We did have to ride through one neighborhood, with narrow shoulders and lots of traffic. I realized quickly that most people don't know how to drive past a horse. Lots of people zoomed by us at high rates of speed and not much distance. It made me nervous, but luckily Sage is okay around cars. Otherwise, we followed a good off-road trail the whole way. We passed several herds of wild horses, including one where some of the young stallions tried to approach us. Not wanting to risk a fight, I waved my arms and made loud noises to keep them at a distance until we could get past. Sage was interested in the wild herds, but not overly so.
At one point we stopped to graze and when I was not paying attention Sage stepped on his reins. Luckily I had breakaways so the leather just snapped. I tied a knot where they broke to get us through the rest of the ride and it worked just fine. Lesson learned on why it's so important to carry a spare bridle/reins on the trail!
Riding into Virginia City was a bit surreal. It felt as if we were transported back in time. The tourists loved it! We made a stop inside the bar at Piper's Opera House. And I mean inside...
The bar owners got a kick out of having us inside. Sage was a little nervous (it was his first time in a bar after all!) but he handled it with his usual calm acceptance. After that, we rode to the other end of town where I put Sage up for the night at a private home with an empty stall. With Sage bedded down I headed to the Tahoe House Hotel in the heart of Virginia City. Riding during the afternoon with the sun beating down on us took a toll and I definitely felt it. But, after a quick rinse in the shower and a big dinner I felt right as rain. After a good night's sleep, I headed back to Sage the next morning. We saddled up and began the decent back down the mountain.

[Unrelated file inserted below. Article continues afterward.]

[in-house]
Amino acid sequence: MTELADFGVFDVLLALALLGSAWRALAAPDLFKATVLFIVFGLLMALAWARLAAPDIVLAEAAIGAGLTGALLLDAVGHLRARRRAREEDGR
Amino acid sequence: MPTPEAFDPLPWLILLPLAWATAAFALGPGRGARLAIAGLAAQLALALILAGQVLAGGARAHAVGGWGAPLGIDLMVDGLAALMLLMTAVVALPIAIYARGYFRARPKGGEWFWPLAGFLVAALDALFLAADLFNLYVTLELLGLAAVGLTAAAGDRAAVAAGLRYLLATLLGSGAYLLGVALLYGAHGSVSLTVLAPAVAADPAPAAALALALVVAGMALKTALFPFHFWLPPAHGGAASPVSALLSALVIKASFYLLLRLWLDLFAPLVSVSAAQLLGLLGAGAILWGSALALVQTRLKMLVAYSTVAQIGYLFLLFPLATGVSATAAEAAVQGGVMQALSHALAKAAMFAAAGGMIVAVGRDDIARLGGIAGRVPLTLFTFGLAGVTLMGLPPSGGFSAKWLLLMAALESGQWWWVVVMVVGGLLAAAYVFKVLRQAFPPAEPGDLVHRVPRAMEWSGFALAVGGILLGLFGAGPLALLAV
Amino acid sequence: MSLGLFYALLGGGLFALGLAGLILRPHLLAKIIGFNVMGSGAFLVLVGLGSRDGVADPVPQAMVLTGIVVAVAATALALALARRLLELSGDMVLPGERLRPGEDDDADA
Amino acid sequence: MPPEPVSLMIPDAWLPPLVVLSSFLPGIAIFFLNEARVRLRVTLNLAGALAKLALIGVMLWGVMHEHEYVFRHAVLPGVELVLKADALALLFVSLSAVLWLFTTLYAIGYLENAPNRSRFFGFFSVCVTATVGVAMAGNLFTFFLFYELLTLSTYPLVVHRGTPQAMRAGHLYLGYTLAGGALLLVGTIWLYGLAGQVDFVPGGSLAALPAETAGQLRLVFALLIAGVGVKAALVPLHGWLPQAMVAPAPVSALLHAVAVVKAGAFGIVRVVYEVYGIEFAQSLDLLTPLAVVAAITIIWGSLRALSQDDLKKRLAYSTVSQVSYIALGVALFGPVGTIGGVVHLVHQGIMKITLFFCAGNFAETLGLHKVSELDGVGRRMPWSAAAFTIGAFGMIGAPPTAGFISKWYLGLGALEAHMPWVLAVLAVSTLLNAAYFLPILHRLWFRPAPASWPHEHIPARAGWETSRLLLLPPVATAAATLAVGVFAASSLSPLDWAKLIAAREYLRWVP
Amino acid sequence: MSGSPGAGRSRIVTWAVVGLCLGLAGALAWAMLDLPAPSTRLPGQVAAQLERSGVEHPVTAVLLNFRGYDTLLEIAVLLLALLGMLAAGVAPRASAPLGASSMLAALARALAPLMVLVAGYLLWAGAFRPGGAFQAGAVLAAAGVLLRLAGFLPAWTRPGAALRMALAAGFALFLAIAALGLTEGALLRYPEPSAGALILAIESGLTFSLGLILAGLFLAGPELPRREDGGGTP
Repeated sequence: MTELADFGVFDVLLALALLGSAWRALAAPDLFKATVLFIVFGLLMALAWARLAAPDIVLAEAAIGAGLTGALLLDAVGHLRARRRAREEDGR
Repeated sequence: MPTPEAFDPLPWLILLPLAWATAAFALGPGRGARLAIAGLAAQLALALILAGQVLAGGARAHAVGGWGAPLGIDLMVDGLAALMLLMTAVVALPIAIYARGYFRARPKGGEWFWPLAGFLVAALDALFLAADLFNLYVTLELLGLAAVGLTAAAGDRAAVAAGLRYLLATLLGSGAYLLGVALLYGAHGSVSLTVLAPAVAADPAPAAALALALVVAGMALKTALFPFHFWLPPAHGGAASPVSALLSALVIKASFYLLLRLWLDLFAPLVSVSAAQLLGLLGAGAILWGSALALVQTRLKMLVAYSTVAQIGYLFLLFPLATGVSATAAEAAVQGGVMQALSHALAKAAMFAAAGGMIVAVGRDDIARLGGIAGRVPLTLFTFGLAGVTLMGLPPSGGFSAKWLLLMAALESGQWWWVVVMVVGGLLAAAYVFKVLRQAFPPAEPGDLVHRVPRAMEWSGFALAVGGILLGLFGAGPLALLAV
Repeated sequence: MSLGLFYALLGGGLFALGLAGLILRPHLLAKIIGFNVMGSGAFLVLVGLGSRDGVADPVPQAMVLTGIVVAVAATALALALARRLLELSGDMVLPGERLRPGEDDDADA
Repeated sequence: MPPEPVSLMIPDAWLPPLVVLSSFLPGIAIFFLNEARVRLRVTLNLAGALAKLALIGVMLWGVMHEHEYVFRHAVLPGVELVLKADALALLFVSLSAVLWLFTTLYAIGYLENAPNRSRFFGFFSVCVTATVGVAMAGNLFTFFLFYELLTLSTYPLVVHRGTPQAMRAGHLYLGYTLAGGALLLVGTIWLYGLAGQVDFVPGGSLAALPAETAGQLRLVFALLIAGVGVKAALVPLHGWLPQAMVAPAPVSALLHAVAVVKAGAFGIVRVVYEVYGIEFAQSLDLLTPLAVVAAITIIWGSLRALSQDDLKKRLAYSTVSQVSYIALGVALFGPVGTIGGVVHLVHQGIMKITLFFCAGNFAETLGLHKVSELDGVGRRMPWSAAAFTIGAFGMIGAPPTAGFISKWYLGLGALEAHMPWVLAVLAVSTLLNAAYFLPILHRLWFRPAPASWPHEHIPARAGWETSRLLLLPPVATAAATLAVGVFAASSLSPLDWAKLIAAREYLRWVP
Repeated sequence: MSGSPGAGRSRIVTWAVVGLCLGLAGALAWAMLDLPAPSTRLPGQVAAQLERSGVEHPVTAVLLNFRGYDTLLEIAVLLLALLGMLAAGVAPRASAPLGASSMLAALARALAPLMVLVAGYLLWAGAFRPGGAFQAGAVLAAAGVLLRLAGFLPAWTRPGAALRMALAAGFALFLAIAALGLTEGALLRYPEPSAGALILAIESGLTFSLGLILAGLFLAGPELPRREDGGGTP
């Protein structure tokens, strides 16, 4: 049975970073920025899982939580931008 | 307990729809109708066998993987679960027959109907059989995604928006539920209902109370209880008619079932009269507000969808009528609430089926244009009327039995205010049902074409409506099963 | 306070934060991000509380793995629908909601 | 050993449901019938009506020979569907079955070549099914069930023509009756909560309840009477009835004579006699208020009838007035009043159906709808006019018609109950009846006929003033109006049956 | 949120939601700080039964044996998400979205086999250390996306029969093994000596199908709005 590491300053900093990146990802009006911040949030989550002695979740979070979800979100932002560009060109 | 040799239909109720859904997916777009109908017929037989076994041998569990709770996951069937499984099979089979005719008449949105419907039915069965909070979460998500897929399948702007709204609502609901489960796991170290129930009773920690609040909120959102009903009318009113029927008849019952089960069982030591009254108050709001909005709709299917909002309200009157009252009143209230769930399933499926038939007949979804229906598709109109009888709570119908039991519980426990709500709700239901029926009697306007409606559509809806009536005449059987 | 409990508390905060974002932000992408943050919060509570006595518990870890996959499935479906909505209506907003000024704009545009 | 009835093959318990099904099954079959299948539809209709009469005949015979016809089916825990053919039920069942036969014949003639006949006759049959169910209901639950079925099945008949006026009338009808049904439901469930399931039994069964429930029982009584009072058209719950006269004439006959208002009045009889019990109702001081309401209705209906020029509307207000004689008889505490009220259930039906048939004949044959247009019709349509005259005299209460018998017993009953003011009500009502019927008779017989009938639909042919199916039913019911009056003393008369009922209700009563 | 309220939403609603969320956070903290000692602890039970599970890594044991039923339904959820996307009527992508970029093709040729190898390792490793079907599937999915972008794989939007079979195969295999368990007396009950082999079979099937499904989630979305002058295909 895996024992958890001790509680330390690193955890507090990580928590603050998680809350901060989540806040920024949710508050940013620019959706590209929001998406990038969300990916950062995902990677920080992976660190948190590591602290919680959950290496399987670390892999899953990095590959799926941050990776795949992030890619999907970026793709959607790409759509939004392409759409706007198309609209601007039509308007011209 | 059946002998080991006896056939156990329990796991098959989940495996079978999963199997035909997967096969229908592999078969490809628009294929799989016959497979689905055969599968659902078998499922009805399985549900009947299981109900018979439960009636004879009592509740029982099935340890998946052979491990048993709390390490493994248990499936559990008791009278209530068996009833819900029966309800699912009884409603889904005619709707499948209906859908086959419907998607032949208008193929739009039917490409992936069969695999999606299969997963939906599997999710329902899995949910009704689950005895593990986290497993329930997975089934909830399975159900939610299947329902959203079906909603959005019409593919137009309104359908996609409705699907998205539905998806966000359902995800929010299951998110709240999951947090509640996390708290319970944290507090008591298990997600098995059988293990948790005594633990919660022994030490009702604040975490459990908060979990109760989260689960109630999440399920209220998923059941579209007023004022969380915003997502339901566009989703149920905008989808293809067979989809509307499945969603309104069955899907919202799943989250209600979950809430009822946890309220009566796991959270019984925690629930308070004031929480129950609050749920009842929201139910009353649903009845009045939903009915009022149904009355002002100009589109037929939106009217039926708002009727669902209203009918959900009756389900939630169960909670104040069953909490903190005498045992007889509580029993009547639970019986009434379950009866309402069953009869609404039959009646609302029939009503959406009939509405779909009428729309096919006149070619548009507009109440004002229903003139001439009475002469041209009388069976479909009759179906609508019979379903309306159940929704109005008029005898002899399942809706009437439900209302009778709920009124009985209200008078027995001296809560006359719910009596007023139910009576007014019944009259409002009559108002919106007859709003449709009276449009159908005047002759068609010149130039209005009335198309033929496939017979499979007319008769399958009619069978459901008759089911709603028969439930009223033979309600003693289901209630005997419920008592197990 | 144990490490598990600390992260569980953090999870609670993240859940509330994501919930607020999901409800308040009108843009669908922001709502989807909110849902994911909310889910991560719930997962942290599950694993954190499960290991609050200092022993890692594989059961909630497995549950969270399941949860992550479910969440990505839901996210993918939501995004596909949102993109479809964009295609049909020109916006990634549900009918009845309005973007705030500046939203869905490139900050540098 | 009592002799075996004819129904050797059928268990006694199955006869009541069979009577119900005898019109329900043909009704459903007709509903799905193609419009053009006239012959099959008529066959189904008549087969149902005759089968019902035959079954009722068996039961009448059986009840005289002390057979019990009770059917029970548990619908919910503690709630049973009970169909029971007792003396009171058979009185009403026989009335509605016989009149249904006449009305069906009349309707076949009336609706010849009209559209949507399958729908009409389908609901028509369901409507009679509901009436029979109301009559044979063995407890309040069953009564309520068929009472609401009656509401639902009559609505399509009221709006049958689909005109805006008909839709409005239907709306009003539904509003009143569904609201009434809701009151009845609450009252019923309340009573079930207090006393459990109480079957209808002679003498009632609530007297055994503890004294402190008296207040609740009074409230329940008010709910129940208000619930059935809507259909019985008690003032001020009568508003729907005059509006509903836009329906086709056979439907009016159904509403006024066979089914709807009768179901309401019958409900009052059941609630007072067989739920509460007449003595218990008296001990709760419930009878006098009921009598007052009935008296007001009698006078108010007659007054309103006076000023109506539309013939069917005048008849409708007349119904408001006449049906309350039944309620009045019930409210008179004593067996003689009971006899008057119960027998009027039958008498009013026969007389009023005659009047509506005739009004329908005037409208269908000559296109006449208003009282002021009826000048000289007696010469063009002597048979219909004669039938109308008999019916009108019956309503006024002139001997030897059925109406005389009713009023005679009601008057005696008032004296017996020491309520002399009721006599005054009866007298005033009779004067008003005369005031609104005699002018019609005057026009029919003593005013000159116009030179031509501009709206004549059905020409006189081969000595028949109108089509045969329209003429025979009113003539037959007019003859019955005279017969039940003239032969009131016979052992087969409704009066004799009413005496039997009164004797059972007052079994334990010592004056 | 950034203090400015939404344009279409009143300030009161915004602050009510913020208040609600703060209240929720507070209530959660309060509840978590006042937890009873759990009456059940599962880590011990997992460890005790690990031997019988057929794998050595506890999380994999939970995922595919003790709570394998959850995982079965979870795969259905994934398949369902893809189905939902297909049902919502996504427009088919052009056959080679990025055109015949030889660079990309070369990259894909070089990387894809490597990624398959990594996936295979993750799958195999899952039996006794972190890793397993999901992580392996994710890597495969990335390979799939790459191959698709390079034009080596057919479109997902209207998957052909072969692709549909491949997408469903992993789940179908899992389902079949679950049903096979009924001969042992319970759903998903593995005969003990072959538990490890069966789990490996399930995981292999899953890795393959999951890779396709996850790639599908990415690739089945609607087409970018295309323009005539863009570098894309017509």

Again, it took about 6 hours for the return trip. Sage definitely knew we were headed home and he had some pep in his step. We saw several more herds of wild horses, but again the passings were smooth.
All in all I'd say it was a nice ride! Next up, we're doing another test ride next week. Starting at Washoe Lake, we'll ride up to Virginia City again (solo this time and with Bella, and no hotel!) and then return to the lake to camp. The goal is to do these test rides as often as possible from here on out until the big ride. I should also mention that we'll be accompanied by a filmmaker from NYU who is making a documentary about wild horses. We're honored that she has taken an interest in the Nevada Discovery Ride and decided to include it in her film! She'll be back in Nevada in September, to join us for the ride out from Baker, and then she'll pop in throughout the ride to film.
Well, we're now just about 60 days out from the ride. Two months left to get trail ready!
Here's some more photos from the test ride...
The latest updates from Samantha on the Nevada Discovery Ride.